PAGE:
Five good reasons for ‘edible gardening’ by Mat Pember

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It took flipping through cute coffee table book ‘The Little Veggie Patch Co’ to learn that every eggplant contains a bit of nicotine, that a worm’s poo is 10 times as fertile as the garden waste it eats, and that the olive was the first tree to be cultivated. Gardeners-turned-authors, Fabian Capomolla and Mat Pember, present these tidbits and a host of handy tips on growing gardens in the smallest of spaces – from the best soil to plant particular veggies in to how to make a scarecrow – in a gorgeously presented book that’ll help readers turn even the smallest patch of land into a glorious garden, or create growing spaces even when earth is lacking like, say, in apartment living. Mat Pember suggests five rather great things about ‘edible gardening’ to Cream.

01.  Growing food is certainly helping bridge the generation gap. The traditional ‘roses, petunias, daisies and pot-o-colour’ gardeners are now talking the same language as the new wave ‘all the produce used at my café is grown within a 50 mile radius’ hipsters. At family gatherings you now have something to say to your grandparents other than “thank you” for the new socks and underpants.

02.  Playing loud music can now be justified as growing aid to your vegetables! Some believe that the bass and frequency of music can affect the migratory patterns of pollinators such as bees and birds; much like it can affect the door-to-door migratory pattern of your next door neighbour. Now when they come to complain of the racket, smokescreen them with talk of bass, frequency, pollination and vegetables all in the one well-thought out and well-rehearsed sentence.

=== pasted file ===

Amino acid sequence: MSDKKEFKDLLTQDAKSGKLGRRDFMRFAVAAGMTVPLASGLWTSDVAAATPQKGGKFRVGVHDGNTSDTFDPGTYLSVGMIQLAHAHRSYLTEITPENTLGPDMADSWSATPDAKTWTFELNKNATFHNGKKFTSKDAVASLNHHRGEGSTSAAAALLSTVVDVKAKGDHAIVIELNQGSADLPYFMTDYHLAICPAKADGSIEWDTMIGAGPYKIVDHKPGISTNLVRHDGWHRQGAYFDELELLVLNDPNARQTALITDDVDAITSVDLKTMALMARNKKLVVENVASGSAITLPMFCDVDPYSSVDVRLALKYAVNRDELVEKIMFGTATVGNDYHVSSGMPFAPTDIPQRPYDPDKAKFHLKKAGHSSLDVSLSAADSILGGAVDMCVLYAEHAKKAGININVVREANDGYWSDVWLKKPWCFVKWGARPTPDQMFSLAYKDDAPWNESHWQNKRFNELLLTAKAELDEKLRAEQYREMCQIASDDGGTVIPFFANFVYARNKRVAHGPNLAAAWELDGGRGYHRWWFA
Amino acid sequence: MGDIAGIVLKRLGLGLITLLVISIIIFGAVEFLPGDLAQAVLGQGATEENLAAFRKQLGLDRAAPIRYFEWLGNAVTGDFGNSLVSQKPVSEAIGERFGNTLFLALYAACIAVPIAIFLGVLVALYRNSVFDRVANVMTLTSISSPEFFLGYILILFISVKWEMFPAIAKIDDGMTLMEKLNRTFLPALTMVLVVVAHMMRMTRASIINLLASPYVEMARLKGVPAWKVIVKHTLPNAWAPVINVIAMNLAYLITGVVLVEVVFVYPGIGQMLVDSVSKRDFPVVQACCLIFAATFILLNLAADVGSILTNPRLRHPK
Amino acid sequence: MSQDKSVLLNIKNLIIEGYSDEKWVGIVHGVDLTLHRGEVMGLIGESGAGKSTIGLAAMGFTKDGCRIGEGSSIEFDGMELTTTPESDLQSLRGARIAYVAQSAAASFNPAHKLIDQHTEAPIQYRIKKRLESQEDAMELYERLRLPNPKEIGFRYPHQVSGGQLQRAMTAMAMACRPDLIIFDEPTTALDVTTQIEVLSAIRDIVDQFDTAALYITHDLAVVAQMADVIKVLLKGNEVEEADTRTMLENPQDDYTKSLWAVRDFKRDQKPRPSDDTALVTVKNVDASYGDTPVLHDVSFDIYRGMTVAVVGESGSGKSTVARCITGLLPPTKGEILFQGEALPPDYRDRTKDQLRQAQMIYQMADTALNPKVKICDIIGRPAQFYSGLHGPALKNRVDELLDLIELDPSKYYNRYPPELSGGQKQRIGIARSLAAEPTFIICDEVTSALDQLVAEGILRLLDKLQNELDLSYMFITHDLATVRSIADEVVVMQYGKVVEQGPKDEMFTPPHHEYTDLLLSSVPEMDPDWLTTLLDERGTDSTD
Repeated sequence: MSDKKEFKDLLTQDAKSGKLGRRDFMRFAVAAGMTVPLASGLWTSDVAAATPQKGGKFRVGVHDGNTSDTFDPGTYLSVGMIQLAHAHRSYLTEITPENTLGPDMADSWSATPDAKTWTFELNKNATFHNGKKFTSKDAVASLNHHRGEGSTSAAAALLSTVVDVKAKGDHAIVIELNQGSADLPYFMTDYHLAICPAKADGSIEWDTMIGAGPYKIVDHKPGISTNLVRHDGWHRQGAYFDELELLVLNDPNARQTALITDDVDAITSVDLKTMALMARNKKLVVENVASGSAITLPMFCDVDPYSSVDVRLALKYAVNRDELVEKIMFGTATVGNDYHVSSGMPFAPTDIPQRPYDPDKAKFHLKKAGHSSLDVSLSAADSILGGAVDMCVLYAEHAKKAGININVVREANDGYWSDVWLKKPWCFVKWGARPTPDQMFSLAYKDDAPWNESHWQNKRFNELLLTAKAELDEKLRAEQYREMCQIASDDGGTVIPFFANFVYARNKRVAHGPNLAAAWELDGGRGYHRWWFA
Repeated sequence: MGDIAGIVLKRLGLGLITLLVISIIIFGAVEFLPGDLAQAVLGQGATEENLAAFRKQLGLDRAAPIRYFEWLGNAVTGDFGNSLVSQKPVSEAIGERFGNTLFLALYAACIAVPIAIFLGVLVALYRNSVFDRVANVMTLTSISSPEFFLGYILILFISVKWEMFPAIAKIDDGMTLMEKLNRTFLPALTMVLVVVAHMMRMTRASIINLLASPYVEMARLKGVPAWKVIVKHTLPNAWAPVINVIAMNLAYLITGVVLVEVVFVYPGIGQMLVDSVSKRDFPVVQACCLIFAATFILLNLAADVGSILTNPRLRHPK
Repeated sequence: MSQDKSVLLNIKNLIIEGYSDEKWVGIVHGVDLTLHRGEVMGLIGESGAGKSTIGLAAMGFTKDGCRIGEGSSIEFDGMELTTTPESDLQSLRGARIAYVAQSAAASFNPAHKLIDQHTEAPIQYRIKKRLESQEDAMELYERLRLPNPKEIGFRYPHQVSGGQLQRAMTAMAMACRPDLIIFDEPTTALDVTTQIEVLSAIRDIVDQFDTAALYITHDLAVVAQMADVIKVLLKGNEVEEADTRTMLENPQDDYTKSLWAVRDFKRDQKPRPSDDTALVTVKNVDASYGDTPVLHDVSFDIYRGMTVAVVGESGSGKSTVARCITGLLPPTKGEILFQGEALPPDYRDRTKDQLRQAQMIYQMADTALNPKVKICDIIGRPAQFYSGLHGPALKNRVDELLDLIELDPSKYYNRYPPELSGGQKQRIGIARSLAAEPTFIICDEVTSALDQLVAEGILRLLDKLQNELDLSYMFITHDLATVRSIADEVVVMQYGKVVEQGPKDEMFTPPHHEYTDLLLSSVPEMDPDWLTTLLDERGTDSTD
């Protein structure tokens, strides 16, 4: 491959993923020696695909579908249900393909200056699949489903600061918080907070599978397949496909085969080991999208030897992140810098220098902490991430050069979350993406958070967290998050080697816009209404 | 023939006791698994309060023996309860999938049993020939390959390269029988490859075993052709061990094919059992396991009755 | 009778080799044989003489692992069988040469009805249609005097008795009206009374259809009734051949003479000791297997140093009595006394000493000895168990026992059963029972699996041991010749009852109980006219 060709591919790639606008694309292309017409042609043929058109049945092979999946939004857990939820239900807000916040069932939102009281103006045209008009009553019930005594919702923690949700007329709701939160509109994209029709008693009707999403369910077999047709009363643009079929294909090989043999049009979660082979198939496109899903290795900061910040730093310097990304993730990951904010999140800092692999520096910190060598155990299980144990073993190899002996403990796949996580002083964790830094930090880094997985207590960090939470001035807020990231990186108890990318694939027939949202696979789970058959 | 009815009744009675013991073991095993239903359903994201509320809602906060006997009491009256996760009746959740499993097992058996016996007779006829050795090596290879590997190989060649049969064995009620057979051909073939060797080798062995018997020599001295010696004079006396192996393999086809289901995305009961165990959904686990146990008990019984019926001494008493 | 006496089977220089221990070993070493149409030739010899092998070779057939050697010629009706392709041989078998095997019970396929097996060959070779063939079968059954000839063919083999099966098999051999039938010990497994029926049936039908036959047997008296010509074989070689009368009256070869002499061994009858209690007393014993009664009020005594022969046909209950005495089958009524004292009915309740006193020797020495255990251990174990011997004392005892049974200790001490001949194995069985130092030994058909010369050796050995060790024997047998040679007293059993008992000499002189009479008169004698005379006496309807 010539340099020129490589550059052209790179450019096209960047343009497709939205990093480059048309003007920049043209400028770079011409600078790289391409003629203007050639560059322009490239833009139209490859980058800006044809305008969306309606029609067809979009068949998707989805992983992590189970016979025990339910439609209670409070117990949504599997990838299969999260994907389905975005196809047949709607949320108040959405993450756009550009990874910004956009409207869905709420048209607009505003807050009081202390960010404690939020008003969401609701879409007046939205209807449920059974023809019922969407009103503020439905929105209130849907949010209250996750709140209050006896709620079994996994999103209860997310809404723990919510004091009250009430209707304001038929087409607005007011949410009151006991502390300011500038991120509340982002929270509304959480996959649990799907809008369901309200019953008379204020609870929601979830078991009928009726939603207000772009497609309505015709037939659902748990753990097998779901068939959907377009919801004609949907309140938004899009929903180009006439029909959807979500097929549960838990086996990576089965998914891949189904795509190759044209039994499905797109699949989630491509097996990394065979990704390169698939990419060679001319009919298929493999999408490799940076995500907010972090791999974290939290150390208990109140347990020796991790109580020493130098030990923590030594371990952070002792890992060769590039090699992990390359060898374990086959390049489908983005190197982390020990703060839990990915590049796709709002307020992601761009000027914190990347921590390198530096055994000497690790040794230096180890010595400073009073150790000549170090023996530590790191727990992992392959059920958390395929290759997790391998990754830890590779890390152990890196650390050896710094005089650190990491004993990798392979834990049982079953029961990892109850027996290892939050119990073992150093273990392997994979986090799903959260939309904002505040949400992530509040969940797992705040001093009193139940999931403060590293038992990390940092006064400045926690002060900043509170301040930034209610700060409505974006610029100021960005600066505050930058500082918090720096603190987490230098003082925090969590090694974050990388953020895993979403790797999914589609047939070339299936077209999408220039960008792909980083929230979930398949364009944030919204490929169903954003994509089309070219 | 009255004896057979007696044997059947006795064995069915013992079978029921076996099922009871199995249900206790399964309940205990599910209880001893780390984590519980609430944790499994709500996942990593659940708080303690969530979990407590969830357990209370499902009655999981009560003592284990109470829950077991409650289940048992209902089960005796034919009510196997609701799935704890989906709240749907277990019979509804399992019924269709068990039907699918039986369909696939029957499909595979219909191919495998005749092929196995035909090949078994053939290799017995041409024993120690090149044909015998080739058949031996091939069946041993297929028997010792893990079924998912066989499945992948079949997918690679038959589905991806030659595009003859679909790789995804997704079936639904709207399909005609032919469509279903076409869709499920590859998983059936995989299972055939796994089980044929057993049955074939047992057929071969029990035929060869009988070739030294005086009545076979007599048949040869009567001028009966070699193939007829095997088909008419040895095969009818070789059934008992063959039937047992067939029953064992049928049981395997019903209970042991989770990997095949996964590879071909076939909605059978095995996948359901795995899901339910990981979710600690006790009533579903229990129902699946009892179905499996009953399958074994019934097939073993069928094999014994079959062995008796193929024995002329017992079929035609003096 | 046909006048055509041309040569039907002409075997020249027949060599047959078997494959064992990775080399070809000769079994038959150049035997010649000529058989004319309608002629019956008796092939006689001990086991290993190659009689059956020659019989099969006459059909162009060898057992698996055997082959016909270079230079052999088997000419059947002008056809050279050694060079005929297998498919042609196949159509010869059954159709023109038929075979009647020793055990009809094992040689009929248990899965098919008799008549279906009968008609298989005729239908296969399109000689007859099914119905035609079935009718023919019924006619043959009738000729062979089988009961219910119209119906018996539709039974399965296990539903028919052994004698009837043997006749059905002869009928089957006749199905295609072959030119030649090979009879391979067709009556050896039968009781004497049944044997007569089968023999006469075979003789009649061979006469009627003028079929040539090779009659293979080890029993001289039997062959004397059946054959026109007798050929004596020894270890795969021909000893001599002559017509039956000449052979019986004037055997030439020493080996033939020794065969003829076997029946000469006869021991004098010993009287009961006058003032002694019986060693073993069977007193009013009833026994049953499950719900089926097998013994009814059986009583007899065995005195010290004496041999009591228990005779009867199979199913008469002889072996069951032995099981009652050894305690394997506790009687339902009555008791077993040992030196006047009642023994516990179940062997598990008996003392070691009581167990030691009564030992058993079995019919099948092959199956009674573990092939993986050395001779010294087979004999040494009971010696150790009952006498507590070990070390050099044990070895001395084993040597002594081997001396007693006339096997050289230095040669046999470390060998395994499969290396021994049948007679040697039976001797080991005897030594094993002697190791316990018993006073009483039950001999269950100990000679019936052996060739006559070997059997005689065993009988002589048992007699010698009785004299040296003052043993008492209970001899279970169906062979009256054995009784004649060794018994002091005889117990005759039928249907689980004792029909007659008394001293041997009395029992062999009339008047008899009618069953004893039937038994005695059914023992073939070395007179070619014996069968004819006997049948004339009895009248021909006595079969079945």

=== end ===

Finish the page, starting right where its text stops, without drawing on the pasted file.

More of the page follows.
03.  “Growing vegetables” in a community plot is apparently all the rage these days and many hint that there’s more to the euphemism to the new age gardener. In fact, it could well be code for growing things other than vegetables. And if that’s the case, who wouldn’t want to “grow vegetables”?

04.  Cooking for your beloved, or for someone that your are intently trying to impress, has always been a fool proof way of portraying yourself as thoughtful, cultured and generous in bed. Incorporating food that you have grown yourself raises the level of your game ten-fold. You now got game. 

05.  Don’t get me wrong; growing food isn’t all about meeting and interacting with members of your interested sex – it’s a meaningful hobby, rewarding and educating; it gets us back in tune with the seasonality of food and a more natural and sustainable style of living; and more than anything it elevates the sensory experience of food again, something that the homogeneity of supermarket produce has deprived. It’s just that I know how you people think, and these things scuttle under the radar sometimes.  

‘The Little Veggie Patch Co’ is published through Macmillan.